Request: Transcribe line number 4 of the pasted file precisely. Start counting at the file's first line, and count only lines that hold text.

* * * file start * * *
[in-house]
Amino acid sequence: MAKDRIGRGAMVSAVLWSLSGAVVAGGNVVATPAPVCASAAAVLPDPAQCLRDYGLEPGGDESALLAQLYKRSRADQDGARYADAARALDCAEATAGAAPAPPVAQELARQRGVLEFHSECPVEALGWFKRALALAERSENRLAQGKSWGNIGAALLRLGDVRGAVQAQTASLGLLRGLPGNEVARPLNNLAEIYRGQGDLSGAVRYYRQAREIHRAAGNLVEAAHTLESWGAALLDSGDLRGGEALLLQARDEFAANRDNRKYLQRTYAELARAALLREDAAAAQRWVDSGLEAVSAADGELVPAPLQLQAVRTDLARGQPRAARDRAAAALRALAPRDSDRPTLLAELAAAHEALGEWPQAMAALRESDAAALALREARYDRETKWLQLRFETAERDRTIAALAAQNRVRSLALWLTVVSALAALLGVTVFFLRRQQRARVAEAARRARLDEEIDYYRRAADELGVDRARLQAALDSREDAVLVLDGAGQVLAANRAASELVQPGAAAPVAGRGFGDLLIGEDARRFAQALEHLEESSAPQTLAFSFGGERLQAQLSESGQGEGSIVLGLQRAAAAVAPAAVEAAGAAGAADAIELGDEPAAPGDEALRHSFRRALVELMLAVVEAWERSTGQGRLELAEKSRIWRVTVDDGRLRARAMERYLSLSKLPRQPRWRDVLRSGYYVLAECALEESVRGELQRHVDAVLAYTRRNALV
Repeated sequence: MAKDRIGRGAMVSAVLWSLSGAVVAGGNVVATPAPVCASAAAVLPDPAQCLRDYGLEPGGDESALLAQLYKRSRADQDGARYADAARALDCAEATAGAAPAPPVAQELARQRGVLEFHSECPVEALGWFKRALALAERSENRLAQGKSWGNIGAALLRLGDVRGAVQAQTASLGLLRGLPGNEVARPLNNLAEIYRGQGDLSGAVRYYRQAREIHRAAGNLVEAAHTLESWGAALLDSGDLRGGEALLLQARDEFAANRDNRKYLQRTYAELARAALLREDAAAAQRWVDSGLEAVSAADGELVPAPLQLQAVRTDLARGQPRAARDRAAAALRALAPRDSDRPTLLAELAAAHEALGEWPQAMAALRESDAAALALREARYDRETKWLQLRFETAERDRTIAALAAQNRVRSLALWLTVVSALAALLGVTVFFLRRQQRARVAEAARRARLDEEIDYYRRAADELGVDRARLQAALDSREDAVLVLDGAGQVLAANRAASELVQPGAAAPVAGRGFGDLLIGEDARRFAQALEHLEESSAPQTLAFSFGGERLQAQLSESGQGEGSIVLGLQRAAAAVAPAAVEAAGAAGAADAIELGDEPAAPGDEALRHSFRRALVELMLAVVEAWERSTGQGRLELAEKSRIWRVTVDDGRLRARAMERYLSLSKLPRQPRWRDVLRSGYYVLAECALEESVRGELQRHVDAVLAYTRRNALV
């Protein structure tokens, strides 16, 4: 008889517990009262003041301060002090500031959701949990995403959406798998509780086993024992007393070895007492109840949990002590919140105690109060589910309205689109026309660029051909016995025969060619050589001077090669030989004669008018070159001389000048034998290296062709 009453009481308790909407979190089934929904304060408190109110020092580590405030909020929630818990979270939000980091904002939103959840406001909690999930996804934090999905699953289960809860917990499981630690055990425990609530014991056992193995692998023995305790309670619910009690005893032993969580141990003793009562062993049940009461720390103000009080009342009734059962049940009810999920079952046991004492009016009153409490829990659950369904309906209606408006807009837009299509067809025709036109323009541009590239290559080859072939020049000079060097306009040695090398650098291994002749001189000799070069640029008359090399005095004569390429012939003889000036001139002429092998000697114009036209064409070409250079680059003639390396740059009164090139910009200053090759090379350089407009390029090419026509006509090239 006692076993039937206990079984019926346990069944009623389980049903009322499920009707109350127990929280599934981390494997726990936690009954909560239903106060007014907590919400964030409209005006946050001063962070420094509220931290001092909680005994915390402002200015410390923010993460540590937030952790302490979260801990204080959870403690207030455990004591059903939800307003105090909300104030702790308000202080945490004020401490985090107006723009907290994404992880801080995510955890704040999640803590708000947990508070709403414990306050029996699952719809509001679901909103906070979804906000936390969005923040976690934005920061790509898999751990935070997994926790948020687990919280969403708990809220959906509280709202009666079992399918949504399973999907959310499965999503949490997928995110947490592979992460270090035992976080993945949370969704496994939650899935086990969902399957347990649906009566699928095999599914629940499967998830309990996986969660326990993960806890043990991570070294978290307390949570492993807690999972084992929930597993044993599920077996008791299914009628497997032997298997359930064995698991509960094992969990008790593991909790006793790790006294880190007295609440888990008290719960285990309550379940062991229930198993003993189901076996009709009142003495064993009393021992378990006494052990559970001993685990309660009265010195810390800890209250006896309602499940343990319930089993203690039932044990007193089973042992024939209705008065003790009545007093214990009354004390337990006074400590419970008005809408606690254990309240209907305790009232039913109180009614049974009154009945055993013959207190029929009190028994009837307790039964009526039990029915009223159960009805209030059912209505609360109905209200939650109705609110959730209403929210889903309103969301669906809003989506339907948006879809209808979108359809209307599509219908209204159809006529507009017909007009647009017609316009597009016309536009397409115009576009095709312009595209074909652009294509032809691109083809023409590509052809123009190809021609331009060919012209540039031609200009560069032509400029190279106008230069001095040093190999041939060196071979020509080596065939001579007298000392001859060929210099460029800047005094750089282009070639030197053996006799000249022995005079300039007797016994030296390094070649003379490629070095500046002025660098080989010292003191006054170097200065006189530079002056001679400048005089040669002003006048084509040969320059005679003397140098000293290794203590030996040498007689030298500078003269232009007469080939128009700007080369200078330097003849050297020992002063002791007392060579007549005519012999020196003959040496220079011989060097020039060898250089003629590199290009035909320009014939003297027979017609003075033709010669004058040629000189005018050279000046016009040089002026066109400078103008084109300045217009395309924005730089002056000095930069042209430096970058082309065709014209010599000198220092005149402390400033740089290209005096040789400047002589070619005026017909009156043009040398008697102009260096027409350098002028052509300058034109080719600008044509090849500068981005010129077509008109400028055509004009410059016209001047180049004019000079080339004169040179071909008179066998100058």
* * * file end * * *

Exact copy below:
């Protein structure tokens, strides 16, 4: 008889517990009262003041301060002090500031959701949990995403959406798998509780086993024992007393070895007492109840949990002590919140105690109060589910309205689109026309660029051909016995025969060619050589001077090669030989004669008018070159001389000048034998290296062709 009453009481308790909407979190089934929904304060408190109110020092580590405030909020929630818990979270939000980091904002939103959840406001909690999930996804934090999905699953289960809860917990499981630690055990425990609530014991056992193995692998023995305790309670619910009690005893032993969580141990003793009562062993049940009461720390103000009080009342009734059962049940009810999920079952046991004492009016009153409490829990659950369904309906209606408006807009837009299509067809025709036109323009541009590239290559080859072939020049000079060097306009040695090398650098291994002749001189000799070069640029008359090399005095004569390429012939003889000036001139002429092998000697114009036209064409070409250079680059003639390396740059009164090139910009200053090759090379350089407009390029090419026509006509090239 006692076993039937206990079984019926346990069944009623389980049903009322499920009707109350127990929280599934981390494997726990936690009954909560239903106060007014907590919400964030409209005006946050001063962070420094509220931290001092909680005994915390402002200015410390923010993460540590937030952790302490979260801990204080959870403690207030455990004591059903939800307003105090909300104030702790308000202080945490004020401490985090107006723009907290994404992880801080995510955890704040999640803590708000947990508070709403414990306050029996699952719809509001679901909103906070979804906000936390969005923040976690934005920061790509898999751990935070997994926790948020687990919280969403708990809220959906509280709202009666079992399918949504399973999907959310499965999503949490997928995110947490592979992460270090035992976080993945949370969704496994939650899935086990969902399957347990649906009566699928095999599914629940499967998830309990996986969660326990993960806890043990991570070294978290307390949570492993807690999972084992929930597993044993599920077996008791299914009628497997032997298997359930064995698991509960094992969990008790593991909790006793790790006294880190007295609440888990008290719960285990309550379940062991229930198993003993189901076996009709009142003495064993009393021992378990006494052990559970001993685990309660009265010195810390800890209250006896309602499940343990319930089993203690039932044990007193089973042992024939209705008065003790009545007093214990009354004390337990006074400590419970008005809408606690254990309240209907305790009232039913109180009614049974009154009945055993013959207190029929009190028994009837307790039964009526039990029915009223159960009805209030059912209505609360109905209200939650109705609110959730209403929210889903309103969301669906809003989506339907948006879809209808979108359809209307599509219908209204159809006529507009017909007009647009017609316009597009016309536009397409115009576009095709312009595209074909652009294509032809691109083809023409590509052809123009190809021609331009060919012209540039031609200009560069032509400029190279106008230069001095040093190999041939060196071979020509080596065939001579007298000392001859060929210099460029800047005094750089282009070639030197053996006799000249022995005079300039007797016994030296390094070649003379490629070095500046002025660098080989010292003191006054170097200065006189530079002056001679400048005089040669002003006048084509040969320059005679003397140098000293290794203590030996040498007689030298500078003269232009007469080939128009700007080369200078330097003849050297020992002063002791007392060579007549005519012999020196003959040496220079011989060097020039060898250089003629590199290009035909320009014939003297027979017609003075033709010669004058040629000189005018050279000046016009040089002026066109400078103008084109300045217009395309924005730089002056000095930069042209430096970058082309065709014209010599000198220092005149402390400033740089290209005096040789400047002589070619005026017909009156043009040398008697102009260096027409350098002028052509300058034109080719600008044509090849500068981005010129077509008109400028055509004009410059016209001047180049004019000079080339004169040179071909008179066998100058």